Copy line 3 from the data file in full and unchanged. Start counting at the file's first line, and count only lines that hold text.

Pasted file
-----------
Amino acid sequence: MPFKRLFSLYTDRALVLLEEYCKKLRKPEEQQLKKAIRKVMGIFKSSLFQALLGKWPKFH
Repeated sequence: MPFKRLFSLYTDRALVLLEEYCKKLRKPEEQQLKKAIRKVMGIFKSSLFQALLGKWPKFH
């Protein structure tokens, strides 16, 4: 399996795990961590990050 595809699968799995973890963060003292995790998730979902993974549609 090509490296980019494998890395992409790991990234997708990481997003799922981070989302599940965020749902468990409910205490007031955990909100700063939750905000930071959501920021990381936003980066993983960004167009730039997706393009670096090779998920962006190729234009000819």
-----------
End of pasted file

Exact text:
């Protein structure tokens, strides 16, 4: 399996795990961590990050 595809699968799995973890963060003292995790998730979902993974549609 090509490296980019494998890395992409790991990234997708990481997003799922981070989302599940965020749902468990409910205490007031955990909100700063939750905000930071959501920021990381936003980066993983960004167009730039997706393009670096090779998920962006190729234009000819």